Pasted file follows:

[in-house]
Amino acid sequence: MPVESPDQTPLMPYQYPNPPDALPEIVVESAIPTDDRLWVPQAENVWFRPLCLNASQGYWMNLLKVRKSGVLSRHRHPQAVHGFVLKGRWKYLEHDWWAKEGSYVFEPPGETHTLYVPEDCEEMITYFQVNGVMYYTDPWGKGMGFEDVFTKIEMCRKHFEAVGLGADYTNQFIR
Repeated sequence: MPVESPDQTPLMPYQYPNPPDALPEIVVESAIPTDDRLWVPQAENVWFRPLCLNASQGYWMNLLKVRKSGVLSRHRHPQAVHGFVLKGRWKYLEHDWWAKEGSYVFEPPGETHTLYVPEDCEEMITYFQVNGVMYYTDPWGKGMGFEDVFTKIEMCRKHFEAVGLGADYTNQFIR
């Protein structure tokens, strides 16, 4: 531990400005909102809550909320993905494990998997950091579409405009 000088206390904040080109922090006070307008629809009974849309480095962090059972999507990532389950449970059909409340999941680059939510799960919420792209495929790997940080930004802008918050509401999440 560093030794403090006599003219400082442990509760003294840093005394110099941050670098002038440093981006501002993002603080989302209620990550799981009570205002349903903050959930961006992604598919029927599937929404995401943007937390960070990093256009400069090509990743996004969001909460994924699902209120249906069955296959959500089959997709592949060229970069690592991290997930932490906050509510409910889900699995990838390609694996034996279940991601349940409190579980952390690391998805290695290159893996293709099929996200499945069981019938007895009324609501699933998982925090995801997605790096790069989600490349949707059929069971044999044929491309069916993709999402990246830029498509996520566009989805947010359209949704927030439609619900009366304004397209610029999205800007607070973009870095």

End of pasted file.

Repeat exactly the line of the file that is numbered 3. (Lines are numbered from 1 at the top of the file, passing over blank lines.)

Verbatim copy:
Repeated sequence: MPVESPDQTPLMPYQYPNPPDALPEIVVESAIPTDDRLWVPQAENVWFRPLCLNASQGYWMNLLKVRKSGVLSRHRHPQAVHGFVLKGRWKYLEHDWWAKEGSYVFEPPGETHTLYVPEDCEEMITYFQVNGVMYYTDPWGKGMGFEDVFTKIEMCRKHFEAVGLGADYTNQFIR